Her memory will unite rather than divide.

Photographer: Dan Kitwood

Hate Crimes Can Make It Harder to Hate

Leonid Bershidsky is a Bloomberg View columnist. He was the founding editor of the Russian business daily Vedomosti and founded the opinion website Slon.ru.
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The shocking murder of British parliament member Jo Cox and the Orlando shootings were both hate crimes that defy political labels, whatever the professed motives of the killers. Nobody can predict what will set off a deranged killer and it would be deplorable to tar legitimate political campaigns because a killer identified with one cause or another.

But it's impossible to deny that these killings have the power to affect both the vote on Britain's proposed exit from the EU and the U.S. presidential election. Violence is not just morally repugnant, it is uncomfortable. In most societies, people default to safety and order.

On May 6, 2002, Volkert van der Graaf, an animal rights activist, shot Pim Fortuyn, the leader of a Dutch populist, anti-immigrant party competing in that year's parliamentary election, scheduled for May 15. The campaigns fell silent in shock: The Netherlands had a tradition of consensual politics, and violence wasn't part of the political culture. Yet the election was not canceled (as the Brexit vote shouldn't be, either: re-arguing the issue at some later date wouldn't do anyone any good).

Who stood to benefit from Fortuyn's killing? His party, one might think, and that's certainly what Dutch pundits predicted. But it's not what happened; the List Pim Fortuyn collected 26 parliamentary seats, three fewer than polls predicted at its peak in March, 2002. The party did about as well after Fortuyn's death as it would have done had he not been killed. Only one party did significantly better than the polls suggested -- the centrist Christian Democratic Party, a symbol of stability, which emerged with a bigger plurality than anyone expected.

It was right that both of the campaigns in Britain's EU referendum immediately suspended activities following the Cox killing. Nobody should seek to benefit politically from such a horrific crime. But that will not stop people from drawing their own conclusions.

Indeed, the market reaction and the betting odds suggest that there is an expectation that a British split from Europe has become less likely since Cox died. The pound and European equities are up. According to data compiled by Bloomberg, the probability of Brexit implied by bookmakers' odds, which had risen above 44 percent on Thursday following the release of some polls favoring "leave," now stands at 36 percent.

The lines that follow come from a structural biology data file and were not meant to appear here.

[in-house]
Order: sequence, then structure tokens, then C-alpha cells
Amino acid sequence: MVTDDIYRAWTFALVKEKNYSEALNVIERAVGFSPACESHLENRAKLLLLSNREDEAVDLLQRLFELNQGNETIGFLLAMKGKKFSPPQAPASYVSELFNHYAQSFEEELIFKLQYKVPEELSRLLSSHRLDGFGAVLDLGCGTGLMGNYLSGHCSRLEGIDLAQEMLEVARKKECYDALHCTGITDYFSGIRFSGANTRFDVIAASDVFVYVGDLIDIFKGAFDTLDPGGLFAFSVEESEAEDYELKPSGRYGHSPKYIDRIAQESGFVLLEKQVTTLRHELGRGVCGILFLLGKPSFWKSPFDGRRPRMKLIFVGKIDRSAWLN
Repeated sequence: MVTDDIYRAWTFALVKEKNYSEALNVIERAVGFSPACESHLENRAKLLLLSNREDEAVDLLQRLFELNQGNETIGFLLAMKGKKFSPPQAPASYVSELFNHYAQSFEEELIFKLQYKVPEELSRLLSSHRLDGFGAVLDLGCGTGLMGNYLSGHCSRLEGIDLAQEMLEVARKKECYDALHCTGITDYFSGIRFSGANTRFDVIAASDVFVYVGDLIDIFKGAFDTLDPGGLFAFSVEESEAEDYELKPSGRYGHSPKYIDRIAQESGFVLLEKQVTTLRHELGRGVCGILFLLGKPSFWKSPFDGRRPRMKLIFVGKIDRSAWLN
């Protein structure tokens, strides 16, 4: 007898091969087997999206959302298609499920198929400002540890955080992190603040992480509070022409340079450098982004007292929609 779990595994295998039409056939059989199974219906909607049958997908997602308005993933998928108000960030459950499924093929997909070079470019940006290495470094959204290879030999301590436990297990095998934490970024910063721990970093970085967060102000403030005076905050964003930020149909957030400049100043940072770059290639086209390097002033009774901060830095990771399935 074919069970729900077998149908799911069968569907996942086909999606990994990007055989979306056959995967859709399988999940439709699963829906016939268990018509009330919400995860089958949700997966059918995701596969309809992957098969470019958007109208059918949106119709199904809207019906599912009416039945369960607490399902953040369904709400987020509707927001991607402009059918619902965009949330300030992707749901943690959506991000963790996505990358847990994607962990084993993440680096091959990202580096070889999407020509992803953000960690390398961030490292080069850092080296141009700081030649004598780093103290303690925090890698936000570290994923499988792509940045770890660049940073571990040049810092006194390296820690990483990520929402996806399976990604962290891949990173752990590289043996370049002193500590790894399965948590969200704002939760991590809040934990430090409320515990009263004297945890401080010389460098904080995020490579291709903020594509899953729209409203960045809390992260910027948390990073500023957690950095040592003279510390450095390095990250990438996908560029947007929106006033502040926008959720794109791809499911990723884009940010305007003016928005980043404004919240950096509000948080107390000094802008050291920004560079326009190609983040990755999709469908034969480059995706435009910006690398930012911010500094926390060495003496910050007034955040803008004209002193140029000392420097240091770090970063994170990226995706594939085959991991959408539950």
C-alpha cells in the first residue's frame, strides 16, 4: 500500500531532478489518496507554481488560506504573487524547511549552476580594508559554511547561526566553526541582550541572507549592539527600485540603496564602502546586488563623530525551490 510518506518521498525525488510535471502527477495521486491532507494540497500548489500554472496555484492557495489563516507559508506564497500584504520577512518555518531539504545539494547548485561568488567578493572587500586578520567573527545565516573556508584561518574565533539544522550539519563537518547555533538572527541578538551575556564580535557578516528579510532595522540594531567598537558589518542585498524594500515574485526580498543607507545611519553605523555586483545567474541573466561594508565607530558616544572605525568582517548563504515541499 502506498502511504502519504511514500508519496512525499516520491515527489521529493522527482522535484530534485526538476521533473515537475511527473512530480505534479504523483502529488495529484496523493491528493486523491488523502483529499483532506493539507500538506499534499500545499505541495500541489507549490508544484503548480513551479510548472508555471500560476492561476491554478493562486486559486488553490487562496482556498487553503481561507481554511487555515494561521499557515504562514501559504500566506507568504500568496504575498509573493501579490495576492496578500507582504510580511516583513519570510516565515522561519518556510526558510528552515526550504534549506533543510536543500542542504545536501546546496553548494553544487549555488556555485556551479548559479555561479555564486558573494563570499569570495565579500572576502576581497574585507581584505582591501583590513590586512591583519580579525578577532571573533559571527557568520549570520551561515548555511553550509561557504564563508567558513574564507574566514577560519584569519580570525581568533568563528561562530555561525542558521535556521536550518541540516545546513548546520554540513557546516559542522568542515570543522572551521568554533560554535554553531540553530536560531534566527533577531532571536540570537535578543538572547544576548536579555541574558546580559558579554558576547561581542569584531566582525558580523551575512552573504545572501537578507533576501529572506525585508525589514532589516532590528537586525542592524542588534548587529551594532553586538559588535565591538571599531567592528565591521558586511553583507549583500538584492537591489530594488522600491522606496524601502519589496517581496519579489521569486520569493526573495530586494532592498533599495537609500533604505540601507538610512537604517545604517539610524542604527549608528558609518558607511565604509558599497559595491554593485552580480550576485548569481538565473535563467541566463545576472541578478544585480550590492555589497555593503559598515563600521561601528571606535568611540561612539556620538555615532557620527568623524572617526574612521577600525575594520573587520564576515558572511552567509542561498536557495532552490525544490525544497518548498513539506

This could be because it's more difficult to imagine voting for the camp to which Cox's murderer may have belonged (a witness says he shouted "Britain first!" though the police have refrained from speculating about motive) and against the one in which Cox firmly stood. More likely, however, it's just that the status quo option is the instinctive choice when there's a threat to social stability. In these circumstances, people tend to veer away from populist messages, as they did in the Fortuyn murder.

That also helps explain why Donald Trump faces strong headwinds after the Orlando shooting. It may be his triumphant, told-you-so reaction that left Americans unimpressed. I think it more likely, however, that his calls for toughness, his hints at a conspiracy theory involving President Barack Obama and his insistence on an immigration ban for Muslims were the jarring notes. Most Americans don't want crackdowns and witch hunts. They want reassurance that politicians and law enforcement are calmly doing their job. Even if Trump, who has advocated banning Muslims, got a boost from Republican primary voters after the San Bernardino shootings, Americans in general are more responsive to the message of healing and unity that Hillary Clinton tried to send out, than to divisive calls that only increase the sense of instability. 

The average person's brand of patriotism is tied to the notion that one's country has one's back. Even France's least popular president in history, Francois Hollande, saw his ratings increase after the terror attacks last year. It's not that voters suddenly like him better. They flock to what he stands for -- the notion of a state that does its best to protect its citizens and unite them.

Trump still has some time until the presidential election, and the boost Clinton seemed to get from her "establishment" response to Orlando may fade. The Brexit vote, however, is coming in less than a week, and the desire for more stability and social cohesion after a shocking hate crime will still be fresh.

This is not about left or right -- politically motivated violence can come from both sides. The lure of the political center is strongest when that violence is let loose and thrust in people's faces. At heart, even those who feel the appeal of populist messages do not want ruptures in society's fabric.

The rise of populists on both sides of the Atlantic this year may make it look as though that basic preference for stability is changing. Don't bet on it. The desire for social order is a powerful reflex that hate crimes only reinforce.

This column does not necessarily reflect the opinion of the editorial board or Bloomberg LP and its owners.

To contact the author of this story:
Leonid Bershidsky at lbershidsky@bloomberg.net

To contact the editor responsible for this story:
Therese Raphael at traphael4@bloomberg.net